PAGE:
The saturation of the floodplains where irrigated rice is grown, and the development and recent dissemination of varieties adapted to higher altitudes, have resulted in the rapid expansion of rainfed rice cultivation in Madagascar’s highlands: in 2011, 71% of farmers were growing rainfed rice.

However, they currently obtain an average yield of 1.6 t/ha, which is well below the maximum yield of around 4 to 6 t/ha that can be obtained in research stations under experimental conditions, in other words when nutrients are not limited and when pests – insects, diseases, weeds – are controlled.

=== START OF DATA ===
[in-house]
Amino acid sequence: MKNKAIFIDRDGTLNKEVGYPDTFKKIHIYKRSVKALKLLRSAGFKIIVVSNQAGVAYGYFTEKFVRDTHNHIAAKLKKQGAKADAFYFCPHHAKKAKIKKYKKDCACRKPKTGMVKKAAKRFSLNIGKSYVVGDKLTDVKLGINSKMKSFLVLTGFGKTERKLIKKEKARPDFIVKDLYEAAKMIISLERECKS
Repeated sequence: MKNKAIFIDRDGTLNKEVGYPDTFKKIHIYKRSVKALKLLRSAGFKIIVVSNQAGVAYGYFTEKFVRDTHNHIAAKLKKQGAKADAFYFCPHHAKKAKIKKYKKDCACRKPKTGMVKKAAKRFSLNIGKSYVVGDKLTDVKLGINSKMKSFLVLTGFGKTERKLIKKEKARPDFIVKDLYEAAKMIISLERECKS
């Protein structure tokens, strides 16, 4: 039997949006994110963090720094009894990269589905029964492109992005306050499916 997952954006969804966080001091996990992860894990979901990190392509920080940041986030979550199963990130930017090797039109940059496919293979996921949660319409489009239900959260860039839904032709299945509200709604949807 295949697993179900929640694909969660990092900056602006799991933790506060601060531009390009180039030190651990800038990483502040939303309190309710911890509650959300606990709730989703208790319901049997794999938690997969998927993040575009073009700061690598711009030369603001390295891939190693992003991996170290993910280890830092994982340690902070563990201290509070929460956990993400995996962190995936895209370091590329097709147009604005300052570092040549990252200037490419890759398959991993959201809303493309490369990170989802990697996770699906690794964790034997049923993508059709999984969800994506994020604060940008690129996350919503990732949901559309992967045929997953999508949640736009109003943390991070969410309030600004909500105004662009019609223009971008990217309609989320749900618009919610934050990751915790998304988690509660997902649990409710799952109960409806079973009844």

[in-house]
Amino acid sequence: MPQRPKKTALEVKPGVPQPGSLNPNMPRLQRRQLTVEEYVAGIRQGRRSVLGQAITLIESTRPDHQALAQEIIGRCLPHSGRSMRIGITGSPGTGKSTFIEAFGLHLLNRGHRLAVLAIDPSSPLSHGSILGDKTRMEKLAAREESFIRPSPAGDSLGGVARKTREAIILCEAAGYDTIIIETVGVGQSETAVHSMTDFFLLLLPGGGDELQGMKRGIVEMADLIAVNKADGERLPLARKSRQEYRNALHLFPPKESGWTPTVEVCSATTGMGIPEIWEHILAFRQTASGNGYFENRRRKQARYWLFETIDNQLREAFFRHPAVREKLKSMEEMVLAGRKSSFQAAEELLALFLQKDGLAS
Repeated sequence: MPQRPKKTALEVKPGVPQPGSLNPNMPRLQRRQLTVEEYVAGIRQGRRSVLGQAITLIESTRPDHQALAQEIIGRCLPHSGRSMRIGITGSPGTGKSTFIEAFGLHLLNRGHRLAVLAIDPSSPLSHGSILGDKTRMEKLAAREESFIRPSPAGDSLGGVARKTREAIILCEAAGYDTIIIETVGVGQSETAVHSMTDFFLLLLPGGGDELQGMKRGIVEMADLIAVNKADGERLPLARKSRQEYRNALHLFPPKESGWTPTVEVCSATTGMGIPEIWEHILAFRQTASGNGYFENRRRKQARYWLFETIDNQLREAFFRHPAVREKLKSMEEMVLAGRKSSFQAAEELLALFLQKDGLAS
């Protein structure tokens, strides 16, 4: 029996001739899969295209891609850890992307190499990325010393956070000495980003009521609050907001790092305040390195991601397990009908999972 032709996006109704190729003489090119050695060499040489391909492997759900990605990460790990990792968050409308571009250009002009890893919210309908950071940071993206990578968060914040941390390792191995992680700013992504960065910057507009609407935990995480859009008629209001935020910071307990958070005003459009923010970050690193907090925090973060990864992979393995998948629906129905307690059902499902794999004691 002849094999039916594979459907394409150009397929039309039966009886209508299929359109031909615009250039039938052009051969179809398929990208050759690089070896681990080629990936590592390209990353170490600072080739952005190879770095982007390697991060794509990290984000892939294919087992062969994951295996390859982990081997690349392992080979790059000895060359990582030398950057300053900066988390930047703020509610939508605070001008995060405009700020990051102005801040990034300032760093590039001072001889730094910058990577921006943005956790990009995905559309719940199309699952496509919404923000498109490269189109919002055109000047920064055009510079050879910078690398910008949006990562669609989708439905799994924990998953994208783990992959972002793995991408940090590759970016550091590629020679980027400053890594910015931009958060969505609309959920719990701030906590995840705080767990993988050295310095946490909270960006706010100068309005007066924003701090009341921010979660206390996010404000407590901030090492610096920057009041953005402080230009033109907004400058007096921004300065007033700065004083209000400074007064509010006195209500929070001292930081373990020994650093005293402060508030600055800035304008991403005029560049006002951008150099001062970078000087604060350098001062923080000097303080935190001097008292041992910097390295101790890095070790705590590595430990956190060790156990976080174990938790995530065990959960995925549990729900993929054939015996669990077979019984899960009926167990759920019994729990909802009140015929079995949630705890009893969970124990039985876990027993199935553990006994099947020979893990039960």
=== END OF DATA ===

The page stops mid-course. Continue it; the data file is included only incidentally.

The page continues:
Mucuna and Crotalaria

In our experiment, the green manure grown was a combination of “Mucuna” and “Crotalaria” legumes. Thanks to their complementary growth and aboveground structures, these two plants can produce a large quantity of plant biomass and thereby fix atmospheric nitrogen. This green manure was grown during the rainy season in the first year of a two-year rotation based on rainfed rice, and residues were then incorporated into the soil, before tillage and rice sowing for the following crop season.

The rotation was repeated twice for the purposes of the experiment and compared to rice monoculture. We conducted in-depth monitoring of this experiment, measuring the quantity of nitrogen in soil and plants, the dynamics of rice growth, the biomass produced and the grain yield. The data collected enabled us to adapt a crop simulation model to the case of rainfed rice in Madagascar, in order to reproduce the impact of green manure incorporation and decomposition on rice growth.

A promising model